(1) Patients with recurrent high-grade glioma (WHO grades 3–4) or GBM (WHO grade 4), regardless of age, gender, or pathological type; (2) Patients who were treated with BEV alone or in combination. Treatment types were focused on but were not limited to BEV alone, or BEV plus radiotherapy, chemotherapy (including carmustine implants), chemoradiotherapy, surgery, immunotherapy, and TTFs; (3) The outcomes of interest included OS, PFS, QoL, and AEs (cerebral edema and cognitive deficits) incidence; (4) Study types included randomized controlled trials (RCT), case-control trials (CCT), observational trials, pre- and post-control studies, and systematic reviews.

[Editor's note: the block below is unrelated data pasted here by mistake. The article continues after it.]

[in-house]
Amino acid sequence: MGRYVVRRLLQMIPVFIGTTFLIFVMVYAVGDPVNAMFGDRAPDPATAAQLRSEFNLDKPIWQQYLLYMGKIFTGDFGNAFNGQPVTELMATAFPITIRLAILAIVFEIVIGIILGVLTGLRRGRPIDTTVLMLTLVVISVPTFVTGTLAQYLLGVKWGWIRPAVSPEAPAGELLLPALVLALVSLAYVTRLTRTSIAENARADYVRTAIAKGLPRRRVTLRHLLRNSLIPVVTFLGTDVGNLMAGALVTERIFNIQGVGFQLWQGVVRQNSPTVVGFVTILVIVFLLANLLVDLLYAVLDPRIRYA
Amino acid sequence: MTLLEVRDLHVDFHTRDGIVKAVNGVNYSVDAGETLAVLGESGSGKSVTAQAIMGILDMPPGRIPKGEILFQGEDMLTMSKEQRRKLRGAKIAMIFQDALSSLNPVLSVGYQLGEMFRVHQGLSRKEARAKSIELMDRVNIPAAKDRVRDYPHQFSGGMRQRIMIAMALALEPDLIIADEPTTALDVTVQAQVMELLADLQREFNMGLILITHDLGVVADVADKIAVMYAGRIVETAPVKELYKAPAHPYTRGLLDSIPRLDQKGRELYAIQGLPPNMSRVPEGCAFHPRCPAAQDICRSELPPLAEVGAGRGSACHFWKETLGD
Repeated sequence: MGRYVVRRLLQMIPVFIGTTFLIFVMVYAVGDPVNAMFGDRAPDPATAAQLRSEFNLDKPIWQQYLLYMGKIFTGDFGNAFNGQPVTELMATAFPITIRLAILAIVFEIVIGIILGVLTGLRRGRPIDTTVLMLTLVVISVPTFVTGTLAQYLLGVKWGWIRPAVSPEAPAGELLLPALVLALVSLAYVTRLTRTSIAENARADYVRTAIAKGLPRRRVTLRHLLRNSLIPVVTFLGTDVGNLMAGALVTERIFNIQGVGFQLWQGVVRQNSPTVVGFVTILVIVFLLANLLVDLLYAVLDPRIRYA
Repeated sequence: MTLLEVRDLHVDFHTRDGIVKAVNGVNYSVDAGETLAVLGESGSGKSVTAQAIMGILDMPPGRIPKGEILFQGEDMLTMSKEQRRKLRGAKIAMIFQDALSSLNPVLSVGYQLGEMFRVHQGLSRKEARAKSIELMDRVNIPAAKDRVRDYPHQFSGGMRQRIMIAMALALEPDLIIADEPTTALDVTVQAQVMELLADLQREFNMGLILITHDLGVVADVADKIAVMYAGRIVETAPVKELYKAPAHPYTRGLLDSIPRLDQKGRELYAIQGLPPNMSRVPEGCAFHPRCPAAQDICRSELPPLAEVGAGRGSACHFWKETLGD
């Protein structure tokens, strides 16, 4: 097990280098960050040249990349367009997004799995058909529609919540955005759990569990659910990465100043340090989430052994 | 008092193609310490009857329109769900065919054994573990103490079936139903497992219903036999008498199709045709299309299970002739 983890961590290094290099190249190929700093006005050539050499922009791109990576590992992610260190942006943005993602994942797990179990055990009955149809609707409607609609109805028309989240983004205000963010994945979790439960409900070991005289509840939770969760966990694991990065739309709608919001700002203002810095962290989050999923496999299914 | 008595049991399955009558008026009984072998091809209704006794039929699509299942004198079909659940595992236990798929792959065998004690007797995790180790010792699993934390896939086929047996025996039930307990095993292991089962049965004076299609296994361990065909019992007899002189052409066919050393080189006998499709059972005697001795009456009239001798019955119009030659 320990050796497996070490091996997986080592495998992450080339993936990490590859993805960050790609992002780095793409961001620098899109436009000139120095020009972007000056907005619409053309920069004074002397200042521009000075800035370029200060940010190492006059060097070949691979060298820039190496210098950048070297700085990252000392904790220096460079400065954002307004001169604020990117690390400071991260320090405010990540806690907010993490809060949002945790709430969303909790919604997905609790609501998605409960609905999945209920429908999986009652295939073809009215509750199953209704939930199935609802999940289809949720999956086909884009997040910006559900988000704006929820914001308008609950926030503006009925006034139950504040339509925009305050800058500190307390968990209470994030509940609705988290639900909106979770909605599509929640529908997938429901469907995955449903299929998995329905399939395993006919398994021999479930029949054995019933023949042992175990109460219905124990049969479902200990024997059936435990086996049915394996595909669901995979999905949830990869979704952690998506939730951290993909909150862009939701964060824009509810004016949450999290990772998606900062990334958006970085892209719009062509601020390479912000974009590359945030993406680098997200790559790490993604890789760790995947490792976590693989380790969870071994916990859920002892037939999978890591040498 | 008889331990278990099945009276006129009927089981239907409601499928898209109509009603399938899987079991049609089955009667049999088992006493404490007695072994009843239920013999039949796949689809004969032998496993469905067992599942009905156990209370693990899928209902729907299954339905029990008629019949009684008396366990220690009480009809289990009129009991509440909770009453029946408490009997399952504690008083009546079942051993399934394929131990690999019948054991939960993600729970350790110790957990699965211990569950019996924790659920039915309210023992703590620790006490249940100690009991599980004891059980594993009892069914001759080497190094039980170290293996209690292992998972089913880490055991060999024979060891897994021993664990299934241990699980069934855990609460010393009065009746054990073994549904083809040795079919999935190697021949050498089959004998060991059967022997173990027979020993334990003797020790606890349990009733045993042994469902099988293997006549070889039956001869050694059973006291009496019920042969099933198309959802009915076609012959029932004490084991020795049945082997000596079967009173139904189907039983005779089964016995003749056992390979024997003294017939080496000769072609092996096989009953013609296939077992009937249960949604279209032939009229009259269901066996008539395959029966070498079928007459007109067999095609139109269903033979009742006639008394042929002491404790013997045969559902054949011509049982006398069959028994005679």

Exclusion criteria

(1) Case reports and conference abstracts; (2) Protocols but not reports of the study result; (3) Studies that were not reported in English.

Two reviewers independently screened the titles and abstracts of the retrieved records. Following the initial screening, full texts of the trials that passed title/abstract screening were scrutinized to confirm eligibility for the analyses. Disagreements were resolved by discussion with a third person if necessary. A PRISMA flow diagram was constructed to show the full article-selection process.

Data extraction

Two authors (Minjie Fu and Xiao Huang) independently examined the studies and extracted data using a standardized spreadsheet with the following characteristics: trial type, number of participants, type and administration of interventions, the definition of outcomes, measurement variables, and key findings. In situations of discrepancies, the third author (Zhirui Zhou) was consulted for final decision-making.

Data coding and definition